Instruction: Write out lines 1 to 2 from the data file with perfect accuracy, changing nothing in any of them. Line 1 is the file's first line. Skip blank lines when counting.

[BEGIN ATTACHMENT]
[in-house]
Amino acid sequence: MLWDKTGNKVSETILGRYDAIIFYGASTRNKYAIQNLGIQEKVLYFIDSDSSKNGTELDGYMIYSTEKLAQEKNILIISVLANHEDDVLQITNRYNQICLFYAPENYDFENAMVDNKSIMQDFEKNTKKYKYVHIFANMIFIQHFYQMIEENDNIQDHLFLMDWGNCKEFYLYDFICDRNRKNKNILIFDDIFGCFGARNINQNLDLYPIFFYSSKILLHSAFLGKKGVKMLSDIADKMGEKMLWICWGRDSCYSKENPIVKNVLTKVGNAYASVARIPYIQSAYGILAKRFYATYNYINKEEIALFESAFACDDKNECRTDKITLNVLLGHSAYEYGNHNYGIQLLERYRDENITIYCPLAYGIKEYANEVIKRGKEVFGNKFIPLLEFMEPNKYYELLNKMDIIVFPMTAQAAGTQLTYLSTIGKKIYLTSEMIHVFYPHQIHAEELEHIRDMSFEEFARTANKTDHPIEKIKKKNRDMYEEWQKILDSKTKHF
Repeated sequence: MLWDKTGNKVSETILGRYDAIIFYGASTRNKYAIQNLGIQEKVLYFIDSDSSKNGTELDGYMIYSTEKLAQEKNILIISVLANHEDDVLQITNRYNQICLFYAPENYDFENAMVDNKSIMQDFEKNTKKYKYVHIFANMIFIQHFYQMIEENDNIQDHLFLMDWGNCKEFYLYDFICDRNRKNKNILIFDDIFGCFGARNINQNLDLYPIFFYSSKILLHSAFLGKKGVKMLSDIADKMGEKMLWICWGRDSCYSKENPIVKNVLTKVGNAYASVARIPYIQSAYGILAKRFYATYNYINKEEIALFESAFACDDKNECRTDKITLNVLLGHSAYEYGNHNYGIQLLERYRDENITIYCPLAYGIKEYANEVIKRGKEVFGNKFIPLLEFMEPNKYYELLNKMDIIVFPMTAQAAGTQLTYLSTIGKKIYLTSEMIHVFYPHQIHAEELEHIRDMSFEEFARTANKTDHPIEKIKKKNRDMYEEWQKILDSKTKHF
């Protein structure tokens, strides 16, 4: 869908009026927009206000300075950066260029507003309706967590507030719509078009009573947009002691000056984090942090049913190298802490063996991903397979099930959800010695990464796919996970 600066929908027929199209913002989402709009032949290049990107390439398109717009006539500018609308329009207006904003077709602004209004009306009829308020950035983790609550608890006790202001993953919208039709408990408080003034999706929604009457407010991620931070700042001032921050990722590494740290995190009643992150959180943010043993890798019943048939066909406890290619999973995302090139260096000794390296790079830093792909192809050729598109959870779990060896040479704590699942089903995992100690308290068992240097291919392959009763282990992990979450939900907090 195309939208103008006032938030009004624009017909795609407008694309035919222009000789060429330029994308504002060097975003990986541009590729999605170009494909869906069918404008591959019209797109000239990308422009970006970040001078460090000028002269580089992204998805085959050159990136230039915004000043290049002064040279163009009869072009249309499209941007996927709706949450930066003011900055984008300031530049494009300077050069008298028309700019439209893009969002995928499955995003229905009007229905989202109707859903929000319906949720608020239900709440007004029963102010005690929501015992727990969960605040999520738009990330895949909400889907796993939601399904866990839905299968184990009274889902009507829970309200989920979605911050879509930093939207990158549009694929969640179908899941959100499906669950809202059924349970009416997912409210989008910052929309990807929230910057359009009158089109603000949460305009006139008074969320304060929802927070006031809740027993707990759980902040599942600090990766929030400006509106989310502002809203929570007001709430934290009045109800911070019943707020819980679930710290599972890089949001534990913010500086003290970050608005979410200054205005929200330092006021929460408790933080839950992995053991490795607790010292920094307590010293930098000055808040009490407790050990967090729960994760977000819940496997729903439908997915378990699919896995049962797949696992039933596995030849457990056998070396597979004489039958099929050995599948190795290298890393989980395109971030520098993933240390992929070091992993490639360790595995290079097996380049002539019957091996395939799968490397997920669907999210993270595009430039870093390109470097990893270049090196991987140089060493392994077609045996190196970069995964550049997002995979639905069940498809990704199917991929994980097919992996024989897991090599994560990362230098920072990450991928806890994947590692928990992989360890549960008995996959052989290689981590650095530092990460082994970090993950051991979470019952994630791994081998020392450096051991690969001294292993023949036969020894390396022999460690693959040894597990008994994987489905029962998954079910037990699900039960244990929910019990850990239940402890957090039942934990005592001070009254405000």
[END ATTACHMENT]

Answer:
[in-house]
Amino acid sequence: MLWDKTGNKVSETILGRYDAIIFYGASTRNKYAIQNLGIQEKVLYFIDSDSSKNGTELDGYMIYSTEKLAQEKNILIISVLANHEDDVLQITNRYNQICLFYAPENYDFENAMVDNKSIMQDFEKNTKKYKYVHIFANMIFIQHFYQMIEENDNIQDHLFLMDWGNCKEFYLYDFICDRNRKNKNILIFDDIFGCFGARNINQNLDLYPIFFYSSKILLHSAFLGKKGVKMLSDIADKMGEKMLWICWGRDSCYSKENPIVKNVLTKVGNAYASVARIPYIQSAYGILAKRFYATYNYINKEEIALFESAFACDDKNECRTDKITLNVLLGHSAYEYGNHNYGIQLLERYRDENITIYCPLAYGIKEYANEVIKRGKEVFGNKFIPLLEFMEPNKYYELLNKMDIIVFPMTAQAAGTQLTYLSTIGKKIYLTSEMIHVFYPHQIHAEELEHIRDMSFEEFARTANKTDHPIEKIKKKNRDMYEEWQKILDSKTKHF